### Taking Chances Extended

This article is mainly about probability , the mathematical way of looking at random chance. The ideas and applications of probability are widespread: it is the foundation of the science of statistics, it influences decision-making in business (and even in sport), it helps us understand the way diseases spread and can be controlled, and the patterns of catastrophes such as earthquakes or transport accidents. Plainly, it applies to studies of Lotteries, and other games involving coins, cards or dice.

I shall use games of chance to illustrate ideas of probability, but I am NOT suggesting that you play any particular game. Indeed, the more you know about probability, the better you appreciate the odds against you in “commercial” games. I have never bought a ticket in the UK National Lottery, I belong to no casino, my bets on horses are small and rare.

Even before Roman times, soldiers used bone dice in various games to help pass the time on long campaigns, but the first systematic studies of how chance works were made in the sixteenth and seventeenth centuries. For example, gamblers wanted to know the chances for the different totals when three dice are thrown. Pascal and Fermat considered the following problem (“the problem of points”):

Total | 2 | 3 | 4 | 5 | 6 | 7 | 8 | 9 | 10 | 11 | 12 |

Chance | 1/36 | 2/36 | 3/36 | 4/36 | 5/36 | 6/36 | 5/36 | 4/36 | 3/36 | 2/36 | 1/36 |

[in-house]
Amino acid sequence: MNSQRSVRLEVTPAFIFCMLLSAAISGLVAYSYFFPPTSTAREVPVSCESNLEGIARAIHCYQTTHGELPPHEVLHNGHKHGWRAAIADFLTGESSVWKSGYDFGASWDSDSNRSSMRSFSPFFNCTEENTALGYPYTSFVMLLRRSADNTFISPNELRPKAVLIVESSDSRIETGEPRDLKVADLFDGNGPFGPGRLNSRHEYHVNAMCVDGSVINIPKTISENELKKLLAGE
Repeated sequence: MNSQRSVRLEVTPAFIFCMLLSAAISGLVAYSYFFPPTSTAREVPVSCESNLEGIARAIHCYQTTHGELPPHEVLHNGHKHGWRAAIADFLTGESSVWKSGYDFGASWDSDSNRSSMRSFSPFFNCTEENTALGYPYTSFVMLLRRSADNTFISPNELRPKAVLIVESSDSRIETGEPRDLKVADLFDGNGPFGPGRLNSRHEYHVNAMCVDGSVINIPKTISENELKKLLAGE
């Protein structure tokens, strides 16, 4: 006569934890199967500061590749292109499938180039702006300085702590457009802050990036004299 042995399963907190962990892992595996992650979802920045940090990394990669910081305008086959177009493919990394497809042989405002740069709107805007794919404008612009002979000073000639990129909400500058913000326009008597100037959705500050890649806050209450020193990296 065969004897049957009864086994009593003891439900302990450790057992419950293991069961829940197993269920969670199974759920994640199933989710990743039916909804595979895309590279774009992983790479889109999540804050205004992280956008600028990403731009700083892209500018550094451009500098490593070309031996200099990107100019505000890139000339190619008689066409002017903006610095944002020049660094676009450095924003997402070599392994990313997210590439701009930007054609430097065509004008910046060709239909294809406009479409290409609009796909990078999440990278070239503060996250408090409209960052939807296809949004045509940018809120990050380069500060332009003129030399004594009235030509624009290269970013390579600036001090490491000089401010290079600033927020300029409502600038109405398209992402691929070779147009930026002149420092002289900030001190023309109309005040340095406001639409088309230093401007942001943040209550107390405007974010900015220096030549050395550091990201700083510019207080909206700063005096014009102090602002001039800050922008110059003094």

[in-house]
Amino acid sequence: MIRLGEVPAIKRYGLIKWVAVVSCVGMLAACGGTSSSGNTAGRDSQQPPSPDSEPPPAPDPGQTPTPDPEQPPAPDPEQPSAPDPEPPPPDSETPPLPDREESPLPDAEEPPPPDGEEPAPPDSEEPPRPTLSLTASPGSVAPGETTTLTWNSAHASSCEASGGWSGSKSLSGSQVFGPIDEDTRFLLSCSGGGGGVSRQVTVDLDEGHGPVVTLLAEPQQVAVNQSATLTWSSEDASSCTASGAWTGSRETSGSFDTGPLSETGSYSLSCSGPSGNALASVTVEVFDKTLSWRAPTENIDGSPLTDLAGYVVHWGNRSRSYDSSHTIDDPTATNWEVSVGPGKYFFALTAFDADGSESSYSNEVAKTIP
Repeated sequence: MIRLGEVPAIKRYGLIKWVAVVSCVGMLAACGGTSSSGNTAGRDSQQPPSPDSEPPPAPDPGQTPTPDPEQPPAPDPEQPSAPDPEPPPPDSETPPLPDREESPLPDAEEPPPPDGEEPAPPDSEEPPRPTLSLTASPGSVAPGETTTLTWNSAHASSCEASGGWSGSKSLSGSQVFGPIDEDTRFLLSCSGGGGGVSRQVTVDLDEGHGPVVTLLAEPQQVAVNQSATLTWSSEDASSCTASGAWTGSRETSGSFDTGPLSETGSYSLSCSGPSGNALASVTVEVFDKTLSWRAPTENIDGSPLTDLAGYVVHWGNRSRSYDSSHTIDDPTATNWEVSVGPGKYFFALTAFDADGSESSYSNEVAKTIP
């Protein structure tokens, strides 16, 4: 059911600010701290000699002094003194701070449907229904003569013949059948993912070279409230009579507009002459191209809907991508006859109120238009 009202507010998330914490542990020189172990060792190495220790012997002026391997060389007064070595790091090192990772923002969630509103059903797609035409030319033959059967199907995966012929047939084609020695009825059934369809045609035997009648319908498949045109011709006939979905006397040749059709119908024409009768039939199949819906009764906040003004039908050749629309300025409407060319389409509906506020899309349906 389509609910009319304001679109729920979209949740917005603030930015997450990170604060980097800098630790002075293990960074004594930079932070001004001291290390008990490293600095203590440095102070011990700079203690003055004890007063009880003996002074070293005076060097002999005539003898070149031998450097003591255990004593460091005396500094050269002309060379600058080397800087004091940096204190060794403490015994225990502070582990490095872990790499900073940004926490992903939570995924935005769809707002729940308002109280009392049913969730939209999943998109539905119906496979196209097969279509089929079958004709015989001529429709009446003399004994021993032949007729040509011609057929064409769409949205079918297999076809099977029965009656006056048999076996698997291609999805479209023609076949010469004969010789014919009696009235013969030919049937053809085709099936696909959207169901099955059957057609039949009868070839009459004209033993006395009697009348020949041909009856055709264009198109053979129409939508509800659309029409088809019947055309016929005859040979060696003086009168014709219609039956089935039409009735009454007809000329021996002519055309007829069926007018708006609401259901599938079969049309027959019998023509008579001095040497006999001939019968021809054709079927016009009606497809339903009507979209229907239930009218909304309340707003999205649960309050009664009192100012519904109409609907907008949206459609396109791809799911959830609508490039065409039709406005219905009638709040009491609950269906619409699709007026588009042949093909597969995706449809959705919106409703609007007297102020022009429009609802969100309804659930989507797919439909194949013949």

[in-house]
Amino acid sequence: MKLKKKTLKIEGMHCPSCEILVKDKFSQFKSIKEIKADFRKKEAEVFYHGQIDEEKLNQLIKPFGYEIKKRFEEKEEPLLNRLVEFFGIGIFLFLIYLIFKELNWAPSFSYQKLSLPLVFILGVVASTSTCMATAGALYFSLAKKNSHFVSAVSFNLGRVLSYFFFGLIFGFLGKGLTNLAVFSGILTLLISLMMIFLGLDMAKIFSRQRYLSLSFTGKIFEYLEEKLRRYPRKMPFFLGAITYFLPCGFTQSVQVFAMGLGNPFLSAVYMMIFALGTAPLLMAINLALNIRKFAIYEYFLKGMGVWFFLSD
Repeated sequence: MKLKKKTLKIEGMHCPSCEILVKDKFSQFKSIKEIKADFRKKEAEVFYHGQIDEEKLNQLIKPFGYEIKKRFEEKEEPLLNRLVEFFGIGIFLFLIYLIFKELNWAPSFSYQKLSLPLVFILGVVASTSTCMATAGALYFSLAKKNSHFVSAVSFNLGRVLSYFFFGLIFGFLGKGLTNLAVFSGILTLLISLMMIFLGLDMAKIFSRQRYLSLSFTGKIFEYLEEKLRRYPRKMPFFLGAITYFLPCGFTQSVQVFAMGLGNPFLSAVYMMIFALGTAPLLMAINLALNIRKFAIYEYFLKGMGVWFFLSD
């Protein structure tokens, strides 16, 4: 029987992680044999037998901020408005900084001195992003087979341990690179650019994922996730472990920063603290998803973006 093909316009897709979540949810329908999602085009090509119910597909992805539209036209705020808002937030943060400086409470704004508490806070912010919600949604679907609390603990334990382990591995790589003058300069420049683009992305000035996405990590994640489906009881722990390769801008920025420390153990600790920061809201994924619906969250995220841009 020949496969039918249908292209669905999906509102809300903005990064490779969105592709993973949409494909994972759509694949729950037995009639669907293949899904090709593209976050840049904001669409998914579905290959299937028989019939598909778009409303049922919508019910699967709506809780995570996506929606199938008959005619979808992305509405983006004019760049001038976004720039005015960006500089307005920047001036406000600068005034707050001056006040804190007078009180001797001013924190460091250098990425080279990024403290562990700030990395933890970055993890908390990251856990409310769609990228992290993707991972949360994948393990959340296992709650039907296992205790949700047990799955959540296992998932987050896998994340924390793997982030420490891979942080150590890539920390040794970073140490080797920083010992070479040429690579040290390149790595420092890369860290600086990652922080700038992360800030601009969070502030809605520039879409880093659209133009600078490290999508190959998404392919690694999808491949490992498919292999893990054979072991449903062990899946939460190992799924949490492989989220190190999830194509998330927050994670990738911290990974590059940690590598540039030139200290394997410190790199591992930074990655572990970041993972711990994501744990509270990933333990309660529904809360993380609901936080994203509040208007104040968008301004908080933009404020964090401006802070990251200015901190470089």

#### Averages

#### Games

#### Coin matching games

#### Randomising your choices

#### How to win at the Coin Matching game

#### “Solving” this sort of game

#### A word of warning

#### Benford’s Law

- A World Atlas might list the countries in alphabetical order, and give, for each country, its area (in sq km, say), its population, and gross domestic product.
- A supermarket uses the bar codes to print off a list of how many of each item have been sold each week.

- Car numbers are allocated in sequence.
- All (or most) telephone numbers in a certain area of town may begin with the same first digit.
- Seats in a theatre, cinema, soccer ground will be labelled A1, A2, A3, etc., in order.

- Computers and some pocket calculators are programmed to produce sequences of numbers such 0.74520778, 0.225189362, 0.01839284, …, intended to be evenly scattered between 0 and 1.

Brighton | 146 134 |

Brinkworth | 1 139 |

Bristol | 387 977 |

Brixton | 1 030 |

Broadstairs | 21 670 |

Broadway | 2 503 |

etc. |

Initial Digit | Frequency |

1 | 32 |

2 | 19 |

3 | 13 |

4 | 9 |

5 | 9 |

6 | 9 |

7 | 4 |

8 | 1 |

9 | 4 |

TOTAL | 100 |

Initial Digit | Values using 100 x LOG( ) |

1 | 30.1 |

2 | 17.6 |

3 | 12.5 |

4 | 9.7 |

5 | 7.9 |

6 | 6.7 |

7 | 5.8 |

8 | 5.1 |

9 | 4.6 |

TOTAL | 100 |

Initial Digit | Frequency | Total |

1 | 32 | 46.44 |

2 | 19 | 44.31 |

3 | 13 | 46.95 |

4 | 9 | 39.62 |

5 | 9 | 48.62 |

6 | 9 | 58.35 |

7 | 4 | 29.68 |

8 | 1 | 8.94 |

9 | 4 | 36.86 |